Research in Motion makers announces further losses
Once the king of the smartphone industry, Canada’s struggling phone maker Research in Motion (RIM) has just announced yet more losses, compounding a steady decline over the last few years that has seen firms like Apple, Samsung and Google dominate.
RIM, whose Blackberry phone proved so popular with business clients for much of the last decade, declared losses of $518m for the three months to June. Revenues for the first quarter 2012 fell to $2.8bn, down by a huge 43%. The losses have meant significant job losses of 5,000 staff.
Alongside the losses, RIM have announced that their proposed new operating system, Blackberry 10 has also been delayed until 2013, adding speculation that it may never see the light of day.
RIM’s hold over the market has evaporated as rival manufacturers have successfully merged the consumer and business segments, meaning RIM’s business focused offering was redundant. When RIM tried to offer Blackberry phones that were more entertainment focused, some argued they’d neglected their core market.
The future strategy of the company has become unclear. Recently announcing that they had appointed two investment banks to advise them, the company said: “We are aggressively working with our advisers on our strategic review and are actively evaluating ways to better leverage our assets and build on our strengths, including our growing BlackBerry subscriber base of approximately 78m, our large enterprise installed base, our unique network architecture and our industry-leading security capabilities.”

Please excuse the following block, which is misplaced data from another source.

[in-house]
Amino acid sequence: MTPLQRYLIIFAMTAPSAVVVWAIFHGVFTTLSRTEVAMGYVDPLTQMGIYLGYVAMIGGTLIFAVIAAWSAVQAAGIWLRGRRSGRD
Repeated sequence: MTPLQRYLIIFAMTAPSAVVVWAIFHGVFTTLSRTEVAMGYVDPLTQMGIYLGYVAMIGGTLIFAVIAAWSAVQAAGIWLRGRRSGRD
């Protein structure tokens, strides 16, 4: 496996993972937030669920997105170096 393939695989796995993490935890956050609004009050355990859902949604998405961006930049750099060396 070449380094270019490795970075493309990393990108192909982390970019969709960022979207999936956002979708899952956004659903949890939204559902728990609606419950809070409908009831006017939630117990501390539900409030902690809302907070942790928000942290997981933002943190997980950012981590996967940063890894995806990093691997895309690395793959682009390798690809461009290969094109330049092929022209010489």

Where they go from here is unclear. Potentially spinning off some services, like the popular Blackberry Messenger, to rival providers is one area that could open up more users, but would likely mean less incentive for people to stick with their Blackberry phones.
What is certain, however, is that something drastic needs to change to prevent RIM from losing all relevance in the highly competitive smartphone industry.